Five Things I Learned Hiking the John Muir Trail by Joan M. Griffin

Bonus #0. Something I’ve long known was especially important during the John Muir Trail adventure that became my memoir, Force of Nature.

Plan ahead thoroughly, but be ready to adjust and embrace surprises.

I’m a planner. I like to do all the organizing early—creating Plans A, B, and C—so I can relax and enjoy the trip. For example, I had to organize my meals for a month, break food up into packages for each day, and then send boxes ahead to food caching sites to be picked up. One box was even delivered to the trail by packhorse. Out in the wilderness, I was confident my supplies would be waiting for me at the next stop.

1. Have patience with myself that I will rise to the occasion—I will get stronger or I’ll adjust. I am brave (even when I’m scared). 

Early in our adventure, I was terrified of walking across logs over rivers. I felt top-heavy with forty pounds on my back and didn’t trust my feet on rough curved logs. I pictured myself falling headlong into the river below! But I kept working on my balance and my confidence, so that by halfway, I was practically skipping across rivers on logs! 

2. Being in community makes everything better! 

Though I enjoy solitude, I actually need to be with people. Hiking with a friend makes most things easier. The Three Women supported one another with problem-solving, like when we had to fix a serious issue with our tent before we got to the High Sierra, where nighttime temperatures were below freezing. We encouraged each other when one of us faltered or grew tired. We shared laughter and awe, too. Those “Wow!” moments when we stood alone on a 12,000-foot mountain pass with nothing but open sky on all sides were made to be embraced together. 

3. Nature is immense and majestic, and I’m in awe. 

I knew Mother Nature was beautiful. I’d hiked in California’s Sierra Nevada for years, but being far from civilization surrounded by wilderness day after day is a completely different experience. Being alone and immersed in the natural world is life-changing. It instills a sense of awe that I’ve never experienced anywhere else. I know even small daily doses of nature make my life better—a whiff of fresh air, the lush green of a hillside, the cerulean blue of the sky, the whisper of a psithurism (the sound of wind blowing through pines).

4. Break a hard thing into a bunch of tiny things. 

One time, when faced with 99 steep switchbacks that climbed up the side of a ridge, my hiking partner suggested we stop at number 33 for a snack break and again at number 66 to rest. We counted each switch aloud, making a game out of it. Suddenly, with less effort than we expected, we popped up at the top! Spread out in front of us was a broad meadow lush with wildflowers! 

5. Do one thing at a time. 

I learned this painful lesson on the very first day of our twenty-seven-day adventure. We were chatting and admiring the wildflowers growing between the river and the trail. Mid-sentence, I was on the ground! I’d stepped awkwardly on a stone and twisted my ankle. Like a turtle on its shell, I was on my backpack and stuck! My hiking partners helped me up and dusted me off. Embarrassed, I limped determinedly on with an ace bandage around my ankle. The lesson? Watch your feet. Stop to admire the scenery. NO multitasking on the trail!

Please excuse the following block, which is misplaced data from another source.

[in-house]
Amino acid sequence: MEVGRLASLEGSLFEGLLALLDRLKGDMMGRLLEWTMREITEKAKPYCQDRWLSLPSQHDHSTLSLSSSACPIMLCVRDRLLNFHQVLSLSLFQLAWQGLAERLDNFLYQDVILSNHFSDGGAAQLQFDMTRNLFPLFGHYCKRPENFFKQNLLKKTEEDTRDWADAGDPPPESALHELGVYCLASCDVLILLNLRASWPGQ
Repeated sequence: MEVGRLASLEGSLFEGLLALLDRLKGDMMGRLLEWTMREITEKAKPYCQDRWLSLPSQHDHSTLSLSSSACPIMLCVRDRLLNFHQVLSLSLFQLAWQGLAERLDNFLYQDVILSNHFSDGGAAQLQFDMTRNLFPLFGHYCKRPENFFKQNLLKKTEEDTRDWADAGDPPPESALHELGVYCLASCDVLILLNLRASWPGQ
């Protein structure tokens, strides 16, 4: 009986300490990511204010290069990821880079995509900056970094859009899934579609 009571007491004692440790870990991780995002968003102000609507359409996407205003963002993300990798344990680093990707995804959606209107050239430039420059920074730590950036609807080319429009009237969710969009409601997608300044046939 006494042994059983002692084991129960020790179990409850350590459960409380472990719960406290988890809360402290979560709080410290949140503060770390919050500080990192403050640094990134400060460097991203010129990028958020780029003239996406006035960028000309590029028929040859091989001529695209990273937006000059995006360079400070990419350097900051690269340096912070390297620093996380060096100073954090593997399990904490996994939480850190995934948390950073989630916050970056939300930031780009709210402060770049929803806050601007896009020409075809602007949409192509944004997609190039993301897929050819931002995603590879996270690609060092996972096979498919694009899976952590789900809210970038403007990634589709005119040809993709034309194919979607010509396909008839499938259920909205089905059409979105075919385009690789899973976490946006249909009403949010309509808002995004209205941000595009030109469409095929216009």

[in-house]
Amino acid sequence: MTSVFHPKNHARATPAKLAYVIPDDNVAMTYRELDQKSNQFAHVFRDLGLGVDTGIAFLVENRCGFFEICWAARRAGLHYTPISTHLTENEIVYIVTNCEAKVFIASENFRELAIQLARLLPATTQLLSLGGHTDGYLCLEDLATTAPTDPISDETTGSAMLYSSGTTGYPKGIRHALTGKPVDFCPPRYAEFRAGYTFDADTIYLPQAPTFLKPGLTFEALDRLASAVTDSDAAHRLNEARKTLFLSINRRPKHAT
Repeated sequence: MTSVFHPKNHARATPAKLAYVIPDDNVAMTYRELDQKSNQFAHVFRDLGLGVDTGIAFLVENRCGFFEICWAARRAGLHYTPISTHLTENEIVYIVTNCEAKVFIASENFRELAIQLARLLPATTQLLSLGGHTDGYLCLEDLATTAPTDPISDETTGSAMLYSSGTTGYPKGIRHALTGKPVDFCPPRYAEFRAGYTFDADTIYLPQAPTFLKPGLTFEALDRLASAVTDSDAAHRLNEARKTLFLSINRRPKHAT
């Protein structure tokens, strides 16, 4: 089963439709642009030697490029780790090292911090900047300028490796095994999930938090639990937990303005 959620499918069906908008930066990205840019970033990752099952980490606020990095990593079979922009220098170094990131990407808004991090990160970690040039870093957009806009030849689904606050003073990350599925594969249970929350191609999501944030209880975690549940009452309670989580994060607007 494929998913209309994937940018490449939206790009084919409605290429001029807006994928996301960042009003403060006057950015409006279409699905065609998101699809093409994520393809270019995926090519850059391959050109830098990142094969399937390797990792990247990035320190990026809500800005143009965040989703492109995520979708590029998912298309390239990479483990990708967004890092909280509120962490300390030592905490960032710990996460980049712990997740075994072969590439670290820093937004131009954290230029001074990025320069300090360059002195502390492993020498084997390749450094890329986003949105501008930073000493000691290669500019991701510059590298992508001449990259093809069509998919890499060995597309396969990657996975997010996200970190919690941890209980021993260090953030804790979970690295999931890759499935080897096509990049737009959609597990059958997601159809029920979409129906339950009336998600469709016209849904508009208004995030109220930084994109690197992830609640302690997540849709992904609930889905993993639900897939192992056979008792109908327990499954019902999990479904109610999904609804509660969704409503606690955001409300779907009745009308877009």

Bonus #6. Something I learned a decade later—while reflecting on time and aging: Do it now, or as soon as you can, because you won’t always be able to. 

Time flies and our bodies age. In my 70th year, I can’t walk 200 miles carrying a 40-pound pack. I am so grateful I experienced this amazing JMT adventure when I did! So, be realistic, but be bold. Know what you can do, and then do it.

About the Memoir Force of Nature

Three friends, women in their fifties, set out to hike “the most beautiful long-distance trail in the world,” the John Muir Trail. From the outset, their adventure is complicated by self-inflicted accidents and ferocious weather, then enriched when they “adopt” a young hiker abandoned by her partner along the trail.

The women experience the terror of lightning at eleven-thousand feet, the thrill of walking through a towering waterfall, and the joy of dancing among midnight moonshadows. For a month, they live immersed in vast natural beauty, tackle the trail’s physical demands, and find camaraderie among an ensemble cast of eccentric trail characters. Together, they are pulled forward toward the trail’s end atop the highest peak in the High Sierra, Mt. Whitney, and the culmination of their transformative journey.

Purchase a copy of Force of Nature on Amazon, Barnes and Noble, and You can also add this to your GoodReads reading list.

About the Author, Joan M. Griffin

Joan lives under the spell of wanderlust. She takes wing, whenever possible, for actual destinations near and far and for literary locales in the pages of books. A native Californian, Joan lives in the Northern California foothills of the majestic Sierra Nevada, a world she loves exploring. Joan navigated her way through two careers—marketing computers, then sailboats—before applying her love of storytelling to her dual passions for teaching and writing.

In addition to working on her next book, Joan teaches women's history and literature for the OLLI programs at Sierra College and UC Davis Extension.

You can find her online at:

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